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#6 of 95 Robert Crawford

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Posted June 29 2006 - 10:44 AM

Do we always have to go the route of rah, rah for either format? I want both formats to make any improvements necessary that will allow me to experience and enjoy as much as possible my favorite movies in high definition home theater.





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#7 of 95 Ed St. Clair

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Posted June 29 2006 - 10:52 AM

I don't believe anyone, unfortunately, posting on this forum at this time could with any certain, tell us about the future of 45 HD DVD discs or 50 BD discs.

If you want guesses, I'll guess that if uni's don't appear & Blu 50's do, Tosh will scramble in '07 to go triple layer.
That's my guess & now I'll run away from it!!! ;-)
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#8 of 95 Paul_Scott

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Posted June 29 2006 - 11:07 AM

Quote:
Originally Posted by Robert Crawford
Do we always have to go the route of rah, rah for either format? I want both formats to make any improvements necessary that will allow me to experience and enjoy as much as possible my favorite movies in high definition home theater.

I have to agree with the general implications of Pete's post.
David seems to be implying that something is lacking in only having access to 30gb and if and when an extra 15 gb could be achieved that might be *good enough* as a substitute for the other formats yet to be realized promotional goal.

what is lacking? why are people fixated on 50gb of space?
what is that going to bring to the party that you can't get now on 30gbs?
apart from synchronous content like audio commentaries or IME's, anything else is non essential to a primary disc and could easily be ported over to a second added value disc.

this fixation on all the potential joy that 50 gb is going to represent seems to me to be leading people astray from what is not only possible here and now but also highly satisfying.

and this is not format rah rah, because the exact same thing applies to a 45 gb HD DVD disc.
Its just not neccessary to provide what I assume most if not the majority of us want- pristine audio video presentations in as high a resolution as is possible today.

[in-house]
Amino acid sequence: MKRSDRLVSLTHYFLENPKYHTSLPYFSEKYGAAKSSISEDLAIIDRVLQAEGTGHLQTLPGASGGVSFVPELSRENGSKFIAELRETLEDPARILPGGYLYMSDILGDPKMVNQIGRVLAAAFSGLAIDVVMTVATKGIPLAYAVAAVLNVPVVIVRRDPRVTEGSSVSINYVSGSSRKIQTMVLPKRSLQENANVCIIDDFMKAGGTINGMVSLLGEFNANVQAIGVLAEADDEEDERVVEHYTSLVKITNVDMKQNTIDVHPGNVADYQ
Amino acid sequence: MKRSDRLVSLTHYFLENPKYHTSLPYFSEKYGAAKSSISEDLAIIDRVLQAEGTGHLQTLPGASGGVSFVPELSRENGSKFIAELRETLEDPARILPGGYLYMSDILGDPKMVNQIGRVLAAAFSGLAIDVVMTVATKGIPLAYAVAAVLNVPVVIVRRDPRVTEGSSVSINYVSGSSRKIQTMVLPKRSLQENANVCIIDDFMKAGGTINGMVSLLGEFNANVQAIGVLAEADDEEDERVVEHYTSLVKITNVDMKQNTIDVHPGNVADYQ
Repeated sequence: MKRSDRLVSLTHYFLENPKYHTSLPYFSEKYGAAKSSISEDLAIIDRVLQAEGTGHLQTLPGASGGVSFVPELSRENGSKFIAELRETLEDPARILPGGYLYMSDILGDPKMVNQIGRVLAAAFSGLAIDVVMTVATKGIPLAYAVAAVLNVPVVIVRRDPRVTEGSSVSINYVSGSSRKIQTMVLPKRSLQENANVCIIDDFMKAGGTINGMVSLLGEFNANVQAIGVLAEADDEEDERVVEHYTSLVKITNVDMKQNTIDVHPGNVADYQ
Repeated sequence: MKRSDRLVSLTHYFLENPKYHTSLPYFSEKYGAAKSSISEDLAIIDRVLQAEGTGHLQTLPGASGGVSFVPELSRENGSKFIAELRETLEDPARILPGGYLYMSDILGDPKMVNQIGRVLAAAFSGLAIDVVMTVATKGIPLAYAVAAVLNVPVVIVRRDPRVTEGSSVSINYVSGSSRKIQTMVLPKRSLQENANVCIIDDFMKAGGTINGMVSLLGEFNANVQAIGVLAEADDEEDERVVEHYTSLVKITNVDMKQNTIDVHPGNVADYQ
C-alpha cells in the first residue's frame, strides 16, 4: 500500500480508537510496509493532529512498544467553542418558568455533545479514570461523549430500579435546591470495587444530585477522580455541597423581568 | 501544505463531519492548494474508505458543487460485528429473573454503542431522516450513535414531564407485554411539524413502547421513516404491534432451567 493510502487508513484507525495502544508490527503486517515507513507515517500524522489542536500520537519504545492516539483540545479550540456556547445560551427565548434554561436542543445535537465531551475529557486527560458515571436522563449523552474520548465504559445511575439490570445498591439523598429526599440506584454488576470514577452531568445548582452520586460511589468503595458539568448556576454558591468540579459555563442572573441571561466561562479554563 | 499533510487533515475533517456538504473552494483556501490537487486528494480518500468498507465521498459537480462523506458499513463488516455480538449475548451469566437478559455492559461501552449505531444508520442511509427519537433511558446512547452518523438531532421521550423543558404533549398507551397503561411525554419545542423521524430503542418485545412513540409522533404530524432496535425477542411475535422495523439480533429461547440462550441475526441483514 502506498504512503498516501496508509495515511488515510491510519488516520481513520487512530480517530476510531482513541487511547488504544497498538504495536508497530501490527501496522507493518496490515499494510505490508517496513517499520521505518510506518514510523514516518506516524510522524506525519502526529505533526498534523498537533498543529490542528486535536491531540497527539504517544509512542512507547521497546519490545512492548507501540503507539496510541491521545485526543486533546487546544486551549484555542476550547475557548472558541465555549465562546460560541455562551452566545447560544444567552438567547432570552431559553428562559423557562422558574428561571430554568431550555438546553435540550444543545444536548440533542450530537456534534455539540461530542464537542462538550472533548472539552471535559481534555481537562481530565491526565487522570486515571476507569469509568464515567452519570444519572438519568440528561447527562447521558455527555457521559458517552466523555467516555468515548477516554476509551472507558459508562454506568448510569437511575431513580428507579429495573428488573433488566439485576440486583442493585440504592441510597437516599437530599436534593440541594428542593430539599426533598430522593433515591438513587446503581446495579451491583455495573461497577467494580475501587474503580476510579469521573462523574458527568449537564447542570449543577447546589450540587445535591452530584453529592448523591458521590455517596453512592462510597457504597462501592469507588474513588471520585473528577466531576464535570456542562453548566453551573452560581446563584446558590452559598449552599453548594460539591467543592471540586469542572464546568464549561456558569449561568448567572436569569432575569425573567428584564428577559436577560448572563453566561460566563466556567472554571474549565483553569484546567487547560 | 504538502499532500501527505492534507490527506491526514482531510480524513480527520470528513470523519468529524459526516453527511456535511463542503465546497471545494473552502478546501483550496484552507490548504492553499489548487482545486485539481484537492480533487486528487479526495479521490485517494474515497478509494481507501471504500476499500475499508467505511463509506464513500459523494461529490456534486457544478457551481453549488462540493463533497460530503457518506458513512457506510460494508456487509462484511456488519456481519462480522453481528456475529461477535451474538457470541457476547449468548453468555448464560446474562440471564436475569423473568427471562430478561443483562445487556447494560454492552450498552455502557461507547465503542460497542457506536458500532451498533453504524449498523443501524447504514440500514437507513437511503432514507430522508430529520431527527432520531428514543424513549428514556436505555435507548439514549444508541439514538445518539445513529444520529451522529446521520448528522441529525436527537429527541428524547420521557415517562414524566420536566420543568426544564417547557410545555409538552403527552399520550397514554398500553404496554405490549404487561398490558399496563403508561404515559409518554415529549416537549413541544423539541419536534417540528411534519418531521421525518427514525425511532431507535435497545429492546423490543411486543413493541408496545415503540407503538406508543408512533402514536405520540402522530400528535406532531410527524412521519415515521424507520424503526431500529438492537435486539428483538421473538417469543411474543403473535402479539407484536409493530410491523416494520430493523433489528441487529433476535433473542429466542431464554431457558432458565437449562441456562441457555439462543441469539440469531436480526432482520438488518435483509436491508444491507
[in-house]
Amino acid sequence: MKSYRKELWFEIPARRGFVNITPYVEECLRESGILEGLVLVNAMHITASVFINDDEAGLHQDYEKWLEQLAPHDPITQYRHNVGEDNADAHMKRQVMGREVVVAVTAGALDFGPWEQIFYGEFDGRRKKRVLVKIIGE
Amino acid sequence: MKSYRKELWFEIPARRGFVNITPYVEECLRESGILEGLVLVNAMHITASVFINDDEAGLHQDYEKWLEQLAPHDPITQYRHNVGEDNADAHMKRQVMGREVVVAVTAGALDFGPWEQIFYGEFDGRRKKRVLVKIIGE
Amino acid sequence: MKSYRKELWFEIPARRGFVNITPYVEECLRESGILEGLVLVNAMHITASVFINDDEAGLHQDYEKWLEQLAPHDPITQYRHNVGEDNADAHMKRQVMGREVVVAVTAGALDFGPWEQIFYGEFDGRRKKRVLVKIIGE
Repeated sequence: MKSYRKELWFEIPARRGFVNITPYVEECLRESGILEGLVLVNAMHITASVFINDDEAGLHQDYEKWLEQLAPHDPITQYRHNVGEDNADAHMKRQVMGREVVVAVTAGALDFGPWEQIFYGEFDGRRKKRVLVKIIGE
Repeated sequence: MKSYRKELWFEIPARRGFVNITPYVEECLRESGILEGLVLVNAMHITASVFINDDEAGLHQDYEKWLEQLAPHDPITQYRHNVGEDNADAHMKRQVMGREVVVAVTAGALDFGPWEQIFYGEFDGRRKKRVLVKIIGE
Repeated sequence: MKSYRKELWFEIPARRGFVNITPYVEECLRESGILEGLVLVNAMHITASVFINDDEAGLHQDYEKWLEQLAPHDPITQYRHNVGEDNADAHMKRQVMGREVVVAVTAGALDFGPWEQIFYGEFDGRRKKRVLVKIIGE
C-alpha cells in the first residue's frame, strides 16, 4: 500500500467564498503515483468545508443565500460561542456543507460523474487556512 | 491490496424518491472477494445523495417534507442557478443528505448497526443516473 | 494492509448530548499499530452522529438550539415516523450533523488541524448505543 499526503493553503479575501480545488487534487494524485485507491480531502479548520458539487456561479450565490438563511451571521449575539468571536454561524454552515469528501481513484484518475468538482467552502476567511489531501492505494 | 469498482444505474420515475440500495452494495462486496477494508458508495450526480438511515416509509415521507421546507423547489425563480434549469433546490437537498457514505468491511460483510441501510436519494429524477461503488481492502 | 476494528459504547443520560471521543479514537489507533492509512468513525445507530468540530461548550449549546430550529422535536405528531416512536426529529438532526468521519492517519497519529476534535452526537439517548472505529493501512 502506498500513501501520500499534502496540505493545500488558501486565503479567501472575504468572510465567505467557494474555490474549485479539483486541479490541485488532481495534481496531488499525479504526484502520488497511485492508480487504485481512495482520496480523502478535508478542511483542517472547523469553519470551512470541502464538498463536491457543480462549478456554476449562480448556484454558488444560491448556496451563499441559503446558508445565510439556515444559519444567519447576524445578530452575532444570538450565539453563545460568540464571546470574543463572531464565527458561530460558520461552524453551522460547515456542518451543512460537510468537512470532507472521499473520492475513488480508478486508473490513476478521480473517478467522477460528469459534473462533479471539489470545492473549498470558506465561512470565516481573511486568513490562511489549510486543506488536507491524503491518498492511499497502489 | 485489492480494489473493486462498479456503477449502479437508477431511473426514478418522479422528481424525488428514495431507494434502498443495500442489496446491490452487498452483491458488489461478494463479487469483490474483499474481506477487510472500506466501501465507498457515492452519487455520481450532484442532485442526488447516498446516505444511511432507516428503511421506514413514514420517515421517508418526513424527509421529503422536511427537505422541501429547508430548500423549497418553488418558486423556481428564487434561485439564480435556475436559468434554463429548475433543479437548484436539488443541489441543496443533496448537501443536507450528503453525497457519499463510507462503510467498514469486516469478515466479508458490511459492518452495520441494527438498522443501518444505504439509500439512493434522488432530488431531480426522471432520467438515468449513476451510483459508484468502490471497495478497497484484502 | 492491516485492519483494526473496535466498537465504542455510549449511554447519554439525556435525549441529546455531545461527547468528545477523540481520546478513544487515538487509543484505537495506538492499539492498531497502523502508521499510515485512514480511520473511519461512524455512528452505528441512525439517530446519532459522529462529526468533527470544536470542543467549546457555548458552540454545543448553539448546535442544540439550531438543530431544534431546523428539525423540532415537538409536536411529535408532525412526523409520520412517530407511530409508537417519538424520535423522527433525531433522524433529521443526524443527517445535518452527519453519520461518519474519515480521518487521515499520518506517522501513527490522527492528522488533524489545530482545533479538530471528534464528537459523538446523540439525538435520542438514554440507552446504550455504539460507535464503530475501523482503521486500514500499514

#9 of 95 Robert Crawford

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Posted June 29 2006 - 11:14 AM

Quote:
Originally Posted by Paul_Scott
I have to agree with the general implications of Pete's post.
David seems to be implying that something is lacking in only having access to 30gb and if and when an extra 15 gb could be achieved that would be *good enough* as a substitute for the other formats yet to be realized promotional goal.

what is lacking? why are people fixated on 50gb of space?
what is that going to bring to the party that you can't get now on 30gbs?
apart from synchronous content like audio commentaries or IME's, anything else is non essential to a primary disc and could easily be ported over to a second added value disc.

this fixation on all the potential joy that 50 gb is going to represent seems to me to be leading people astray from what is not only possible here and now but also highly satisfying.

and this is not format rah rah, becasue the exact same thing applies to a 45 gb HD DVD disc.
Its just not neccessary to provide what I assume most if not the majority of us want- pristine audio video presntations in as high a resolution as is possible today.
It's format rah, rah to me as we get fans of one format or the other making their opinion known while somebody from the other side decides to dispel that opinion with facts that the other format is superior. It's really quite boring reading the same back and forth in different threads not only here, but on the other forums.

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#10 of 95 DaViD Boulet